Five ways to reach college students this semester

I originally wrote this post for Gazette Media & Marketing’s blog. 

The academic year is quickly approaching, and soon communities will be filled with new, temporary residents — college students.

The arrival of students for a new year gives small businesses and organizations the opportunity to market their products and services to a whole new generation. But, what’s the best way to reach them?

1. Make your campaign relevant.

What makes your product or service important to a college student? How can your business help a student through their stay in their new town? Think about what makes students tick and what products they’re excited about, and tailor your marketing efforts appropriately.

2. Reach them with video.

Videos are consumed online at a faster rate than ever before. According to a Forbes article, sites like YouTube and Netflix are extremely popular for students who stream video instead of paying for cable. Reach students with video in two ways: With content that draws them in, with subjects they’re truly interested in; and with advertising campaigns on popular networks.

3. Talk to them.

Visit campus. Hand out flyers. Let students know where your business is. Give them free samples — because let’s be honest, college students thrive on free stuff.

4. Hire student ambassadors.

Word-of-mouth marketing isn’t dead, and college students can be heavily influenced by their peers. By hiring brand ambassadors, young people can connect with prospective customers in a way that your employees may not be able to. Have these ambassadors post on social media, be present at campus fairs and activities and spread the word about your business.

5. Keep your social media updated.

More often than not, the current college-aged generation is visiting one of your social media accounts before they’re visiting your website. Make sure that you’re posting often, and posting interesting and engaging content.

Ready to take the next step in marketing to students? Get a hold of the Gazette Media & Marketing team at info@gazettemediamarketing.com or (724) 465-5555 ext. 285. 

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Three tried-and-true Instagram tactics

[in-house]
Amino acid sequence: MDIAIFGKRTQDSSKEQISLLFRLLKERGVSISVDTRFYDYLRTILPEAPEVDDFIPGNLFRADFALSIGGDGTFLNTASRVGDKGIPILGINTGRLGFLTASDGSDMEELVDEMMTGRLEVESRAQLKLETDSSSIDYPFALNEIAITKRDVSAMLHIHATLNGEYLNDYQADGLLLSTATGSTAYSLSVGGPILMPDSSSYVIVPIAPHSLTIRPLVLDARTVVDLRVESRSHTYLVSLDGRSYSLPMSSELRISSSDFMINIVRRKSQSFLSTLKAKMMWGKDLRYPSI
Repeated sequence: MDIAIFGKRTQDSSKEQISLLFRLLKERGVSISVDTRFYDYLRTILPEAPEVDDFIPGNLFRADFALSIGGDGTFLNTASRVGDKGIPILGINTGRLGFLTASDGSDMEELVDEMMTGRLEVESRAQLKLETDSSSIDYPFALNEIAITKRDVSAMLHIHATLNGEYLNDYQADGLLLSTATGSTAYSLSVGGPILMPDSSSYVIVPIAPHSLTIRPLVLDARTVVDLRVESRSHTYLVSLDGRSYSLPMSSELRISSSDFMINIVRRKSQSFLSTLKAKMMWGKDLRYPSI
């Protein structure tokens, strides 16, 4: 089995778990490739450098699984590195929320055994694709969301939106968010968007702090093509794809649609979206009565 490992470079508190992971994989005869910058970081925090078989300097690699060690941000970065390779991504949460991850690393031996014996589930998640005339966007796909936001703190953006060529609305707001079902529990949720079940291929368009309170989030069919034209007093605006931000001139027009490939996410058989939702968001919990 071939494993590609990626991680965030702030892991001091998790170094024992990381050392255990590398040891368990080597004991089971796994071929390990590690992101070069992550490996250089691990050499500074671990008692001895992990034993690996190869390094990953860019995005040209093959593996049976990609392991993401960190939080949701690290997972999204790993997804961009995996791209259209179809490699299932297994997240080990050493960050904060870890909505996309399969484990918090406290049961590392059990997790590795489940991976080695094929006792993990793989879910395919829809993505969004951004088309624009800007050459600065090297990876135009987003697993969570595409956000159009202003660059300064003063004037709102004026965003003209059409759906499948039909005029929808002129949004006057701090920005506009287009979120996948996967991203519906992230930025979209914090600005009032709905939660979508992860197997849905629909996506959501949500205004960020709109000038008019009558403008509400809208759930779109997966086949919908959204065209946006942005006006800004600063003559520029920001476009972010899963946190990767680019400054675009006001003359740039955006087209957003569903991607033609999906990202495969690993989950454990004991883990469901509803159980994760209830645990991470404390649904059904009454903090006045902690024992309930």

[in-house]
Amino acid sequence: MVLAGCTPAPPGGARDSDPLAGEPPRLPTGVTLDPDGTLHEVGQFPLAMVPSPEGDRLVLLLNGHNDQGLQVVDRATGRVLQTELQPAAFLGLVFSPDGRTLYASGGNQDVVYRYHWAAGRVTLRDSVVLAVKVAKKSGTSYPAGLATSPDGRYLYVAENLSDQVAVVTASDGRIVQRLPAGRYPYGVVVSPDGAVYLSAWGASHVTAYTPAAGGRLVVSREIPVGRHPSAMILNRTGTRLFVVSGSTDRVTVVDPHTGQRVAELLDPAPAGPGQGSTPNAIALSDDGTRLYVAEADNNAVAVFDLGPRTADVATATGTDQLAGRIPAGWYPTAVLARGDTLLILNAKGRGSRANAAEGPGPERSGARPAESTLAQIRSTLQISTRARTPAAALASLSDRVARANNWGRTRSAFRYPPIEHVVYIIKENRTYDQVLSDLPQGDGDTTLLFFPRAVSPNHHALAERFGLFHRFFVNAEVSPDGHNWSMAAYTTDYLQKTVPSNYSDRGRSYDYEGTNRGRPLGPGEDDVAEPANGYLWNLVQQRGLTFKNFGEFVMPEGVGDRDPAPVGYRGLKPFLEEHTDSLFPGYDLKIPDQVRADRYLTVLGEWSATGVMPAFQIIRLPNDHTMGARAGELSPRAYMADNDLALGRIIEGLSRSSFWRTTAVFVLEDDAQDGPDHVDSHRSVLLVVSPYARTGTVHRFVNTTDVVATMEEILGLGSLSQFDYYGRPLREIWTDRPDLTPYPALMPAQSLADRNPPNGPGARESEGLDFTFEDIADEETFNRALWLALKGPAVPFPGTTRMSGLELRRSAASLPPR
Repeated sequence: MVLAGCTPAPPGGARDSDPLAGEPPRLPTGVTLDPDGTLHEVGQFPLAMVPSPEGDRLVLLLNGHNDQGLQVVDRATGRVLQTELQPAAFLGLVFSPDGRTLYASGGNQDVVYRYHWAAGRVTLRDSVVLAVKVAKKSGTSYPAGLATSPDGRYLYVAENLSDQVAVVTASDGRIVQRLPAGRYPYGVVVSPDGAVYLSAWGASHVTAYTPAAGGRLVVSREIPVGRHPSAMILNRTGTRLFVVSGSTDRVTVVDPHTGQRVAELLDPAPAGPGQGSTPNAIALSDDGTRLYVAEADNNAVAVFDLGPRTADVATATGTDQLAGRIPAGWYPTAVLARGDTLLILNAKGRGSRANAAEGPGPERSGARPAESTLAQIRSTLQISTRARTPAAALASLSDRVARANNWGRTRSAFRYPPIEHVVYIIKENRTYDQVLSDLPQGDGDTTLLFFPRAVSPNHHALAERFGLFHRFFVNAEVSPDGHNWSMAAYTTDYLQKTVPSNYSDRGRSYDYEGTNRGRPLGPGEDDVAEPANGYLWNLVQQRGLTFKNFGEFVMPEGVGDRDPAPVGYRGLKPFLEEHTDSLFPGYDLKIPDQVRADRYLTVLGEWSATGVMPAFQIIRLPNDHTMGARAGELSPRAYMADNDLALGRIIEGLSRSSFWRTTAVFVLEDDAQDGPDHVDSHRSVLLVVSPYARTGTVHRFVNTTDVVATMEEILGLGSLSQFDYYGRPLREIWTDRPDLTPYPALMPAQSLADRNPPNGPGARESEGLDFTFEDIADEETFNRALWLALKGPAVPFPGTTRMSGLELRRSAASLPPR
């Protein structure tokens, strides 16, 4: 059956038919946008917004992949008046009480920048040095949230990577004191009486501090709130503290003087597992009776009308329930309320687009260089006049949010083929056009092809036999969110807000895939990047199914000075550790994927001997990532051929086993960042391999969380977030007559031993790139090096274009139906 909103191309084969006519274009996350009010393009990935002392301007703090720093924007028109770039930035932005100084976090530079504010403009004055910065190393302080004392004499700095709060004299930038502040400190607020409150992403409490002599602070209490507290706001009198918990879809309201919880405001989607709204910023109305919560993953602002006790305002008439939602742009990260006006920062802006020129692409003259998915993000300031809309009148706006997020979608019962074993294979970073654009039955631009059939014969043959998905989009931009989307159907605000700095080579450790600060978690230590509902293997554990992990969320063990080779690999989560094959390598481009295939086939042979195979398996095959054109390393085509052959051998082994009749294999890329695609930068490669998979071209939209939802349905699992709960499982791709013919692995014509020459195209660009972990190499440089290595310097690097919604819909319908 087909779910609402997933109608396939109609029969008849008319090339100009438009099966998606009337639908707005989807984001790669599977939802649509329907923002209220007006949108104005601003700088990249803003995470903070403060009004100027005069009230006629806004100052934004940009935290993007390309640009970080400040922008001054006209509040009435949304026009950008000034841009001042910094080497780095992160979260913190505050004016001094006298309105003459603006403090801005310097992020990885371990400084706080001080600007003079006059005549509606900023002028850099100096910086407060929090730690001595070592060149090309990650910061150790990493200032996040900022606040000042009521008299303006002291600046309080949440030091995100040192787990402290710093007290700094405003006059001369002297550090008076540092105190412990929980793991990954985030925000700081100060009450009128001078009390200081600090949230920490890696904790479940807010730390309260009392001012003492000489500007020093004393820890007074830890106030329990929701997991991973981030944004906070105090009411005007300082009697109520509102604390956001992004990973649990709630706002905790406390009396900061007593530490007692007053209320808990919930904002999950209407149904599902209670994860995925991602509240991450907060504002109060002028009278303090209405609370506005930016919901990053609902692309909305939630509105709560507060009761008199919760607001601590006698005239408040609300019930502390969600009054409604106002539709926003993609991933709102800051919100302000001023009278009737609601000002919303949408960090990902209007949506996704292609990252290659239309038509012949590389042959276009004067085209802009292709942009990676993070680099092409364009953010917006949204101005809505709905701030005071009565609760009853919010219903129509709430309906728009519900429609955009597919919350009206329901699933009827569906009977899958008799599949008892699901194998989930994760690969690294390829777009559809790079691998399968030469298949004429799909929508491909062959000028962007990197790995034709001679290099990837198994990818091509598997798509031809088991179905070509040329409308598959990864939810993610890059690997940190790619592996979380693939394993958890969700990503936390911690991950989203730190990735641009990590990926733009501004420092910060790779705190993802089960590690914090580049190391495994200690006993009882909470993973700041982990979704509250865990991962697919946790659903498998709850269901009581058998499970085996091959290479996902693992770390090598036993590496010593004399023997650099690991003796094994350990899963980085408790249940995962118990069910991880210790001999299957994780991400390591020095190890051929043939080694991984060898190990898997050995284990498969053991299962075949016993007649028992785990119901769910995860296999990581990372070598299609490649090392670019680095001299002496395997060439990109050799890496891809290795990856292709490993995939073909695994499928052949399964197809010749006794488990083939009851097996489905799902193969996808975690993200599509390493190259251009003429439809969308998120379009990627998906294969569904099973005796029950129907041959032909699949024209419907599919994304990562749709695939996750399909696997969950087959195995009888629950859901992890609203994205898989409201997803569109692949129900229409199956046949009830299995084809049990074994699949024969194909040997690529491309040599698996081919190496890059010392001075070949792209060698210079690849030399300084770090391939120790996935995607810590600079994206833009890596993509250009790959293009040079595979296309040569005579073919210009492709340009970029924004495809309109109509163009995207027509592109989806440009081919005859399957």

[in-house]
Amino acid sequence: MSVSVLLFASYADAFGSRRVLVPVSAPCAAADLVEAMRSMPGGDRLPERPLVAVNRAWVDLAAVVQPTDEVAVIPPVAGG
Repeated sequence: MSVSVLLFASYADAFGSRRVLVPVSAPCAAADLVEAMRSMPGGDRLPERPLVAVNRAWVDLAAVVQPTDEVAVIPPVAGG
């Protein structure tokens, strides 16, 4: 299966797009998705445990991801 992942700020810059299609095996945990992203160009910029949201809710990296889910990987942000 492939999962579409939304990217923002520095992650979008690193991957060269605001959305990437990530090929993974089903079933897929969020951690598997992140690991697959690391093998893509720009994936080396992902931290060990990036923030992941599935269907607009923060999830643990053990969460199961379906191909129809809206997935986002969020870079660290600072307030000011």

I originally wrote this post for Gazette Media & Marketing’s blog. 

With 400 million active users, there’s no doubt that Instagram plays a huge role in any brand’s marketing strategy.

Instagram is useful in reaching a target demographic that’s been hard to connect with thus far for a lot of brands: Teens and young adults.

According to this post by Hootsuite, Instagram is considered the most important social network by more American teens (at 32 percent) than any other network.

At Gazette Media & Marketing, we’ve tried a number of different tactics on Instagram. Here are the three that we think are most important:

Consistent branding.

This may sound like a no-brainer, but often brands get on Instagram and post images just to post them. When you’re posting, think “how is this image relevant to my consumer?” Make sure your captions thoroughly explain why this image is important to the users you’re trying to reach.

And, keep a consistent tagline when possible. For example, The Indiana Gazette closes out Instagram posts with a years-old tagline, “In print daily, online always.”

Develop a hashtag campaign

Instagram engagement is driven hugely by hashtags. Research by Hootsuite says that posts with at least one hashtag average 12.6 percent more engagement.

On Recreation News’ Instagram account, we used the magazine’s tagline, #LivePlayDo, as an opportunity to solicit photos from users across the Mid-Atlantic. In just the few months that we’ve measured the campaign, it’s received over 1,000 photo submissions from adventurers everywhere.

Tip: Keep your hashtag short and sweet – it’ll be easier for users to remember that way.

Tag post locations

A small but mighty tweak to your strategy, research shows that posts with location tags have up to 79 percent more engagement on the social network.